But it required only a few words for the Leather Lady to coax him out of the house that night, to have him rather than me accompany her on her nightly walk. What would come of it? Much.

When he returned to the house, I could tell he was restored to his old self, even if his pride remained hurt.

A few weeks later, just as things were getting back to normal, he got killed on the job while making a delivery. His coworker was behind the wheel. My husband was always a careful driver so I still wonder if that change might have made a difference. I’m left with the knowledge that he and his coworker had to be pulled from under seven other vehicles piled up on top of theirs. Authorities said they’d never seen anything like it. Like magnets stuck together. Nothing good came out of it. (What could?) At least the policy provided enough money to give him a proper sending off, and enough food and drink for everyone who knew him to celebrate his memory.

My boss was astonished that I showed up for work the day after his funeral. But I am a practical woman. Without his paycheck, there could be no days off and there would be many double shifts.


I fitted the mask onto my face and snapped rubber gloves onto my hands, then left the compound, made my way to the long queue of dollar vans, ducked inside the one with the fewest people and paid my fare, then took a seat at the back, trying to make myself small, doing what I could to maintain distance from the other passengers. By then this habit of conducting myself like a leper had stuck, but soon there were too many bodies inside. Against regulations, the driver insisted on the van being full before he took off.

The ride took an hour. Once I exited the minivan, I started the long trek up the hill. Before I knew really what was happening, they came up strong behind me, two men. They wanted my purse, but I refused to relinquish it. They shoved and pushed me, and I punched and kicked. I would not make it easy for them. We tussled, fell to the ground, and started to roll down the hill, drawn down by gravity and the weighted anchor of my purse. Once again, I found myself prone on the ground where I’d exited the van. One gangster was quick to produce a knife even before he regained his feet. He slashed the straps of my purse, allowing his partner to snatch it from my hands.

Not the first time. And probably not the last. Gangsters are always looking for a jackpot. I could have lost my head completely. Instead, I fitted my mask back into place without a thought and continued back up the hill to the studio. The moment I stepped through the door, the other women (of comparable fortune, poor like myself, survivors, lucky to be working) saw the state I was in and came and stood excited around me. Set about setting me right. Washed away the dirt, cleaned my nicks and cuts, put some salve on my bruises. Someone even kneaded a quick massage. Helped. Considerably. I stretched a bit, trying to limber up, still sore, but this would have to do.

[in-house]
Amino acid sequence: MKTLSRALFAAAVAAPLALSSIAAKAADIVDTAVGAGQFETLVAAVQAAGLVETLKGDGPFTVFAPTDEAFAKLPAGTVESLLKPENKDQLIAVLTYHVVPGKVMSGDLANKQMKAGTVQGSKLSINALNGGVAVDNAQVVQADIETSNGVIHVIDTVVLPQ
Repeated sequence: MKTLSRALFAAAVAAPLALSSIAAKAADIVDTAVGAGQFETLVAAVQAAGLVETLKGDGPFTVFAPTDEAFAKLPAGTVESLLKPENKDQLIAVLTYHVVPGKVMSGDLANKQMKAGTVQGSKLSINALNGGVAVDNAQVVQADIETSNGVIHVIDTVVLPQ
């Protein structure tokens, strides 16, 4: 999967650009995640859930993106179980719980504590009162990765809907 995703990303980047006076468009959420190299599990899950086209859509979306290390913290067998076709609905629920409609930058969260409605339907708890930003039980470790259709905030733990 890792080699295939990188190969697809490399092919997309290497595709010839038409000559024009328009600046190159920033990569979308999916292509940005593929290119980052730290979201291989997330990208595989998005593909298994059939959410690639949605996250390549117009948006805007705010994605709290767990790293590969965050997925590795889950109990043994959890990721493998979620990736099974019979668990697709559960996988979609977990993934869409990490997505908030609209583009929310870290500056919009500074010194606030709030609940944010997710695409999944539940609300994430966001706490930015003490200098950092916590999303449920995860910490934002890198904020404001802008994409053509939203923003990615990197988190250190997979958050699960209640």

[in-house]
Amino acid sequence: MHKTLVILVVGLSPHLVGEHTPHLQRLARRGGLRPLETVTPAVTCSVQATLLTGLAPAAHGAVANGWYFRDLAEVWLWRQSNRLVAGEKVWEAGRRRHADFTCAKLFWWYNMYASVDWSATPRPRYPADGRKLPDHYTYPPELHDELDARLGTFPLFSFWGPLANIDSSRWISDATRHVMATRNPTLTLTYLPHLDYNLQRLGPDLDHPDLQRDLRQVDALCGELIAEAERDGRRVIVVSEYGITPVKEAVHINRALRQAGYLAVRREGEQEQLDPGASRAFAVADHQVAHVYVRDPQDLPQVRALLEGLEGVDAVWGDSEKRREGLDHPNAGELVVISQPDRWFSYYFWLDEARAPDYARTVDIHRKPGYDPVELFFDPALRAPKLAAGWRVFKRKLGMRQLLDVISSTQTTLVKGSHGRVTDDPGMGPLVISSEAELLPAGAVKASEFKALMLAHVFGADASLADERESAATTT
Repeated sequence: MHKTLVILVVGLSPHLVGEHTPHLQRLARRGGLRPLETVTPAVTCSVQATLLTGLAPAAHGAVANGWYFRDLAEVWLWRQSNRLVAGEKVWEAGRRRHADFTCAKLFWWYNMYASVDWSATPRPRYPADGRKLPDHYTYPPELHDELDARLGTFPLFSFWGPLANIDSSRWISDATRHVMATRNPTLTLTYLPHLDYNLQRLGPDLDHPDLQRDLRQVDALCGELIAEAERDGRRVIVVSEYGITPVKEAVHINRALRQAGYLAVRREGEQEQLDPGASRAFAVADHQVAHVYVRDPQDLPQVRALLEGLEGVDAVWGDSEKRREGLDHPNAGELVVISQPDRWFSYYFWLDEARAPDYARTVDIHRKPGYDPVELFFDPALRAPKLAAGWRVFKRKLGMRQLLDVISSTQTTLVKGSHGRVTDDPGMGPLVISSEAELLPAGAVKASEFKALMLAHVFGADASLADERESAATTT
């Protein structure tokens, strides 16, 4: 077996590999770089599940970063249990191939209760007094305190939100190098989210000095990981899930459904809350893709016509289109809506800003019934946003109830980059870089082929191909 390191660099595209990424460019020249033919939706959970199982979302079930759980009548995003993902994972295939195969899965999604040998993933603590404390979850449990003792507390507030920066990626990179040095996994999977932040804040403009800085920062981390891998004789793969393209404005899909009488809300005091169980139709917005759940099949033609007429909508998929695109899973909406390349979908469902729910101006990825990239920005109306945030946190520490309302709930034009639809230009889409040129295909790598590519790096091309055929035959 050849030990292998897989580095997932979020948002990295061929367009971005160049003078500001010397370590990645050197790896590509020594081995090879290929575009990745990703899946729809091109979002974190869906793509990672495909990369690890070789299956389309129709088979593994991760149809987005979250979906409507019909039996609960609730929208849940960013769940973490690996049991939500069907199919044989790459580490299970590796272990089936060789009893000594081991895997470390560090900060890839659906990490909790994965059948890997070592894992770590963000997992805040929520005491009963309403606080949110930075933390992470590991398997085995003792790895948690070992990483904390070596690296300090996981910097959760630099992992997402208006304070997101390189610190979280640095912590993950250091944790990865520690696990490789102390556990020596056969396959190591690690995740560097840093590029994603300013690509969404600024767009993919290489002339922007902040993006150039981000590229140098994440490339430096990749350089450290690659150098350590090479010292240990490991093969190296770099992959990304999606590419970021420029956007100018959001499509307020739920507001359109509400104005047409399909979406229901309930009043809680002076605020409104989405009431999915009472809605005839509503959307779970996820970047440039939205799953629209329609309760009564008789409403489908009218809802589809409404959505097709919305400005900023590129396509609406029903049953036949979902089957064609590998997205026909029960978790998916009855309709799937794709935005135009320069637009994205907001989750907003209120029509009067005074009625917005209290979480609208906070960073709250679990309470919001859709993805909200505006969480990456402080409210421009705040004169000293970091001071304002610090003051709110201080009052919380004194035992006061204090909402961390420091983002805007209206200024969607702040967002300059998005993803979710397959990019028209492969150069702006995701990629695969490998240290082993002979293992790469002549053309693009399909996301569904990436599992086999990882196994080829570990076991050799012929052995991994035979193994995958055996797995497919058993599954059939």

As soon as I logged on, a client punched in his request. I complied, performed a ring dance around the bed, my limbs moving without thinking. Trying to stretch the session out as long as I could. Then the first cough made my jaw drop like a cartoon character.


I couldn’t keep up with all the doctors were saying to me. Too much at once. Breathing like spacemen while an intern took notes, writing backward with her left hand, writing forward with her right.

The nurses flipped through the door with plenty of warm words. Blue-skinned, they swim about my room like dolphins, leaping above me to insert an IV or inject medicine. Then swim away.


My skin dry and ashy although pumped full of fluid, the memories pumped back in so they can circulate, my arms and legs filled, bloated. My chest rises like a parachute catching air then deflates, rises again.


The priest asked me if I had anything to get off my chest. And when I did not answer he pried my mouth open and put slips of paper on my tongue.


Once, I woke up in the middle of the night and still half-asleep called out for the Leather Lady. The stars outside my window answered back, rattling like tambourines. There would be no visitors.

And that was when I heard something pop, felt fluid spilling out of me and splashing through the floor, enough to replenishn this land.

March 11, 2020
Johannesburg, South Africa


From Fat Times and Other Stories by Jeffery Renard Allen. Used with permission of the publisher, Graywolf Press. Copyright © 2023 by Jeffery Renard Allen. “The Lucky Ones” was first published in Konch.